by Bluette Matthey
Two Murders Too Many transports us to the rural town of Shannon, Midwest Ohio in the mid-1950s. In the small, mainly farming community, not much goes unnoticed so when two barns are set alight followed by a disappearing wife, the intrigues and grievances that have been simmering among the townsfolk begin to slowly boil over…
I thought Two Murders Too Many was charmingly well-written and skilfully plotted. The opening I found a touch nervous and scattered; but Ms Matthey quickly finds a rhythm and subsequently, the book is hard to put down. The backbone of the story is the characterisation. Each character, even minor ones such as Fred Birknauer, the drunken wallpaper hanger and Melvina, the Kitchen Supervisor are imbued with such originally quirky yet concise descriptive detail that they are immediately animated and a joy to read. It reminded me in both tone and design of Steinbeck’s descriptive one or two liners which sprang his characters instantly to eccentric life.
I like when writers bring a little foreknowledge into the narrative from their own heritage, and it was a nice touch mentioning the Swiss enclave; it lent the story an unquestionable authenticity. A further integral element were the given names and nicknames that Ms Matthey gifts her characters; they are not overstated but just beautifully nuanced writerly details and ever-so-slightly knowingly humorous. Her description of place, such as JDs barbers and The Pine Restaurant, is equally rich in imagination and shot through the lazy, sepia lens of the 1950s. It’s also a clever technique; the warm, open simplicity of mid-Century Midwest with its cast of comforting idiosyncrasies brings into sharp contrast the atrocities committed within. There are some brutal scenes in this book and some deeply troubled people. The conflicting difference between the easy, fluid pace of the narrative that matches the context and the violence of the crimes juxtaposes admirably to hold reader attention. As does the plot; it seems slightly naïve but it’s layered; little twists and side angles abound making the story a thoroughly enjoyable whodunnit which kept me guessing although I did wonder if a few of the plot detours were needed and I also thought the last few chapters were superfluous; they seemed a bit of an add-on. However, Charlie Simmons is perfectly drawn as the Police Officer and there is a definite future series with him at the helm which I would not hesitate to read.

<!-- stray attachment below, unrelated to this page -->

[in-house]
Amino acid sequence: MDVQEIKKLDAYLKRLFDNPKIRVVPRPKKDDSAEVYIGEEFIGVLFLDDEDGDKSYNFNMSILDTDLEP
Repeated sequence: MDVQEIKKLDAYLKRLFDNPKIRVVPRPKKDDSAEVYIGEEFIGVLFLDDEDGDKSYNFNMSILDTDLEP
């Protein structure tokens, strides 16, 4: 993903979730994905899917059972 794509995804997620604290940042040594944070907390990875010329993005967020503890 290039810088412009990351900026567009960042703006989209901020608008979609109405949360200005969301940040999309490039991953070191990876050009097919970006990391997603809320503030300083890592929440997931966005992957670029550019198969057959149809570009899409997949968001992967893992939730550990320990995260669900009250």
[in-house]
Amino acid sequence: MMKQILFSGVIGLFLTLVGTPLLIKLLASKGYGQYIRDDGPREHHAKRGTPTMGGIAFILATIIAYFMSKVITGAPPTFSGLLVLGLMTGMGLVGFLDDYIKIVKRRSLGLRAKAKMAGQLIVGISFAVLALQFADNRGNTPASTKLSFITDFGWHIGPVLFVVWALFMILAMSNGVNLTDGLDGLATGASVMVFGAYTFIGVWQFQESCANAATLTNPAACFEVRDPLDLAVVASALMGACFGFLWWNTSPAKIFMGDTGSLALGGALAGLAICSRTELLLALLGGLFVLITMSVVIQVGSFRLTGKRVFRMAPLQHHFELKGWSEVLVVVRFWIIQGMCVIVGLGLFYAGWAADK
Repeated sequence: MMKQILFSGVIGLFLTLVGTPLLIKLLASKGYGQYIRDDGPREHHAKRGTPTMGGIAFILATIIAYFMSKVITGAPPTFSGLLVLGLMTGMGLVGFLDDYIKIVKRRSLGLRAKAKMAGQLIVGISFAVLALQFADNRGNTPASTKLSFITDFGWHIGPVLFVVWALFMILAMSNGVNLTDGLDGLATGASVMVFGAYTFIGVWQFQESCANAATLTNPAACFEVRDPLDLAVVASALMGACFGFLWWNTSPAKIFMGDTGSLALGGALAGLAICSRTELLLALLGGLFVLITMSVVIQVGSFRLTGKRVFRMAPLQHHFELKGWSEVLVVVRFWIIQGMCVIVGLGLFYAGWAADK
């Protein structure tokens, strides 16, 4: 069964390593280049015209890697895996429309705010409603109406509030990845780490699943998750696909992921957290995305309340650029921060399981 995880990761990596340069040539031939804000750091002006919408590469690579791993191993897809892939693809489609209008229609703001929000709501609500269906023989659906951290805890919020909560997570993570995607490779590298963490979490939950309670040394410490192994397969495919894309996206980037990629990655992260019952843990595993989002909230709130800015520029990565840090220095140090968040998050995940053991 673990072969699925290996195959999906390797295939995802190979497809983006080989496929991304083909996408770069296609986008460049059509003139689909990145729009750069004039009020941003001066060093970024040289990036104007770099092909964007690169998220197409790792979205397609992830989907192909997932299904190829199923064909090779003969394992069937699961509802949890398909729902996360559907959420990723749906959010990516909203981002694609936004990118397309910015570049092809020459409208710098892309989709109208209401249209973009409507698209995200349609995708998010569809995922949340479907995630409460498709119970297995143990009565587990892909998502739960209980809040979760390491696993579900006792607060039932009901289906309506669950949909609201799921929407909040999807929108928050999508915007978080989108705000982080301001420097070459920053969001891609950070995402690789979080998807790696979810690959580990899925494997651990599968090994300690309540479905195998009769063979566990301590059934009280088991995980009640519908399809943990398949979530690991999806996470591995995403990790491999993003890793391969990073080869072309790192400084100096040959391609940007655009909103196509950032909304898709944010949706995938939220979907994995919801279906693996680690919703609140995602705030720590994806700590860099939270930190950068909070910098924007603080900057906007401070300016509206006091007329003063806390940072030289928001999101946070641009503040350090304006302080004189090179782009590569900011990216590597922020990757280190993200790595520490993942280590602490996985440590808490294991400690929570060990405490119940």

Too Murders Too Many is a captivating and neatly crafted murder mystery that showcases a writer with a wonderfully imaginative eye for detail and story. Highly recommended. Buy from: